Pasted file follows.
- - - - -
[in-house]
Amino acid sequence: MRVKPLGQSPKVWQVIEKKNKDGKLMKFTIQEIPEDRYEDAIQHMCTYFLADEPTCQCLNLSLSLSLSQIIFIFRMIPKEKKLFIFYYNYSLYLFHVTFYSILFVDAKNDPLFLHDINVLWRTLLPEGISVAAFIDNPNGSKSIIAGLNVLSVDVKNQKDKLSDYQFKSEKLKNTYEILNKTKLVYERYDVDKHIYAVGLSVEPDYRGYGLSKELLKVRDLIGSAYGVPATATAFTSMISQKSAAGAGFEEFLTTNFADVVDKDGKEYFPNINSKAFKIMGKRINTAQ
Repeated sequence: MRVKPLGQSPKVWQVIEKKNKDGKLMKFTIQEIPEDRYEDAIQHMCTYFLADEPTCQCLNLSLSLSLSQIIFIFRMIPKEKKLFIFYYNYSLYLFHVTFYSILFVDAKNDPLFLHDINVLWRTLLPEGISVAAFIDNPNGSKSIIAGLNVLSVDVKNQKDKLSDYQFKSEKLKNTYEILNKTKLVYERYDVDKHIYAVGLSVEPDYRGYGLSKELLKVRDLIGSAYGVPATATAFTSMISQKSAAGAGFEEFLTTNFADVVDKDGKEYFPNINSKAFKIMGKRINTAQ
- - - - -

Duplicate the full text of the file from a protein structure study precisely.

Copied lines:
[in-house]
Amino acid sequence: MRVKPLGQSPKVWQVIEKKNKDGKLMKFTIQEIPEDRYEDAIQHMCTYFLADEPTCQCLNLSLSLSLSQIIFIFRMIPKEKKLFIFYYNYSLYLFHVTFYSILFVDAKNDPLFLHDINVLWRTLLPEGISVAAFIDNPNGSKSIIAGLNVLSVDVKNQKDKLSDYQFKSEKLKNTYEILNKTKLVYERYDVDKHIYAVGLSVEPDYRGYGLSKELLKVRDLIGSAYGVPATATAFTSMISQKSAAGAGFEEFLTTNFADVVDKDGKEYFPNINSKAFKIMGKRINTAQ
Repeated sequence: MRVKPLGQSPKVWQVIEKKNKDGKLMKFTIQEIPEDRYEDAIQHMCTYFLADEPTCQCLNLSLSLSLSQIIFIFRMIPKEKKLFIFYYNYSLYLFHVTFYSILFVDAKNDPLFLHDINVLWRTLLPEGISVAAFIDNPNGSKSIIAGLNVLSVDVKNQKDKLSDYQFKSEKLKNTYEILNKTKLVYERYDVDKHIYAVGLSVEPDYRGYGLSKELLKVRDLIGSAYGVPATATAFTSMISQKSAAGAGFEEFLTTNFADVVDKDGKEYFPNINSKAFKIMGKRINTAQ